Razzaq then referred to paragraph 131 at page 69 of ICTB judgement. Chaowdhury J. argued that “this is not polticial.” Razzaq then referred paragraph 71 at page 72 of the same ICTB judgement.

After that Razzaq showed the relevant international provision on the element of crime against humanity “Attack must be systematic and wide speared.” First, he referred ICTY legislation at page 130 of his bundle. Here the relevant provision is at article 5 at page 135 and he readout the article. Then he referred Rome Statute at page 29. Here the relevant provision is at article 7 at page 32 and he readout the article. After that, he referred ICTR legislation 1994 at page 144 and here the relevant provision is at article 3 at page 148 which he read out. He further referred Cambodian legislation at page 91. Here the relevant provision is at article 5 at page 92 and he readout the article. He finally referred the Sierra Leone legislation at page 121 and the relevant article is 2. And he readout the article.

Razzaq summed up that, “in the ICTY legislation the element ‘wide speared and systematic’ was not present. It was introduced first in the ICTR legislation.” He then referred an ICTY case at page 35. Here the relevant paragraph is 646 at page 46. The CJ then asked him, “What is your proposition?” Razzaq replied, “this element of crime against humanity is not present in our legislation.”

Razzaq then submitted, “There are differences between genocide and crime against humanity; and crime against humanity and homicide. Genocide was not in the 1945 (Nuremberg Agreement) because it was not in the customary international law. Genocide Convention came into force in 1948 but we know people were killed in the gas chamber by Nazi force which was not characterised as crime of genocide.” He then added, “Our ICTB accepted part of my argument i.e. “Wide speared OR (not and) Systematic” but we are not satisfied. That’s why we are saying, “Wide speared AND systematic.” He then referred page 36, particularly paragraph 46 of the ICTB judgement.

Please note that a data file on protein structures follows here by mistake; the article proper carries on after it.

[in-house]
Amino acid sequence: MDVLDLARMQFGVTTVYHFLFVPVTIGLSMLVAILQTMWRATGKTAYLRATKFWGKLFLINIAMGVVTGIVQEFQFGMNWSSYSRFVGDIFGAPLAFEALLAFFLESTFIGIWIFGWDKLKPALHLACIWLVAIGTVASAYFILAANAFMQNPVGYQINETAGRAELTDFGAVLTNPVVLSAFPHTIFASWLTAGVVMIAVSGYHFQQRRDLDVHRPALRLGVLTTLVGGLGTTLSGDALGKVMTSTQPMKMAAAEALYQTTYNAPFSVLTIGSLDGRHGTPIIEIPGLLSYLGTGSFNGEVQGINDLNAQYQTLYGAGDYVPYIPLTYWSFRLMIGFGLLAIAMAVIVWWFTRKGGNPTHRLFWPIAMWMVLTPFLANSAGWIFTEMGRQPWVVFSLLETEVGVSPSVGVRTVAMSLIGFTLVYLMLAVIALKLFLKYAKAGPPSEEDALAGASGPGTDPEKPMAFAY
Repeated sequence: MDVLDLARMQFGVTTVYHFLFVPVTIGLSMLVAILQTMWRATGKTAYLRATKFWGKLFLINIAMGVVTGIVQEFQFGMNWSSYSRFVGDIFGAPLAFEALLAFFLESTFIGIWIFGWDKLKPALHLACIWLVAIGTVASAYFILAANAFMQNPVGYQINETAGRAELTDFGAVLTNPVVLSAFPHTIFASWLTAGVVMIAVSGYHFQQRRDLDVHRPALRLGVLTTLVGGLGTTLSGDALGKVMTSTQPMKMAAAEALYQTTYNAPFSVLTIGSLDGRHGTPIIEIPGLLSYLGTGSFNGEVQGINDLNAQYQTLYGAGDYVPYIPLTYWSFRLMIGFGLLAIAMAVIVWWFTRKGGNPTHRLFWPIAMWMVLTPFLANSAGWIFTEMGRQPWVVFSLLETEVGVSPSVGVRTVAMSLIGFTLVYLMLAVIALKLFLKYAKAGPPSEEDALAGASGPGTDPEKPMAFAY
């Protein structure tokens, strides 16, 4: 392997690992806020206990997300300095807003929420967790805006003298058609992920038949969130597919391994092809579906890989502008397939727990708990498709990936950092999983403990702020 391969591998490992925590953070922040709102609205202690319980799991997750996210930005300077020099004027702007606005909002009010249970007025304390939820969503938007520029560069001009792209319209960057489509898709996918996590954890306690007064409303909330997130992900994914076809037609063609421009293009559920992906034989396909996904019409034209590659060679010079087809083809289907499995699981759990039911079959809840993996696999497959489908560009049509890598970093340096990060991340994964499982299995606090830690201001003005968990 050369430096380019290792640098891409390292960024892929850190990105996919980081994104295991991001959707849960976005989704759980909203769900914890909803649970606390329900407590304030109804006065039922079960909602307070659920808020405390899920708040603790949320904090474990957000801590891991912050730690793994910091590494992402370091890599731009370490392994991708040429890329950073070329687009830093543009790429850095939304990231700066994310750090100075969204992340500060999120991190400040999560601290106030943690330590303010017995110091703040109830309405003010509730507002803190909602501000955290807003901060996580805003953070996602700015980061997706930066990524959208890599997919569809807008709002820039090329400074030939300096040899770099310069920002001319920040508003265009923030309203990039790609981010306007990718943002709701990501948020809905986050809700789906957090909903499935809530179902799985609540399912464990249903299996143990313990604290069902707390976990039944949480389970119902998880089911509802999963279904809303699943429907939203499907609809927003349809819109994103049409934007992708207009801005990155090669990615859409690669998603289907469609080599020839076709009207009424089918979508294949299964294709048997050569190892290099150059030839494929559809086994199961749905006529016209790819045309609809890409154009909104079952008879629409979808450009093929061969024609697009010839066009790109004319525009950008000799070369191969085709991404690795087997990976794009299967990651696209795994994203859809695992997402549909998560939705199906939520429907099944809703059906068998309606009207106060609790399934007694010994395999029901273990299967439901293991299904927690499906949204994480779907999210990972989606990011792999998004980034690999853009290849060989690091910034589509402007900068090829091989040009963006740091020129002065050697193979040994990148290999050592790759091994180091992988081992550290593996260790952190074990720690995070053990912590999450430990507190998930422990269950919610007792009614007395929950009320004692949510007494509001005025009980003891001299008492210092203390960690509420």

Chowdhury J. then told the counsel for convicted petitioner, “Any international document does not ipso facto become international customary law. It has to be followed for long time.”

Razzaq replied, “My argument is- killing has to be systematic and widespread.” He then moved to paragraph 648 at page 37. But Chowdhury J. argued, “Here, they have not said widespread; they have in fact said here, Organised and systematic.” Razzaq then further submitted, “law has changed since Nuremberg, ICTR and ICTY. However, only Nuremberg is applicable for us because crime has to be there at least. Although retrospective effect can be given but crime has to be there under the customary international law.”

Razzaq started his submission with, “I was submitting on one of the elements of crime under humanity i.e. attack must be wide speared and systematic. International Law Commission Report, 1996 (48th Session) at page 32 also supports our argument.” He read out the definition and commentary.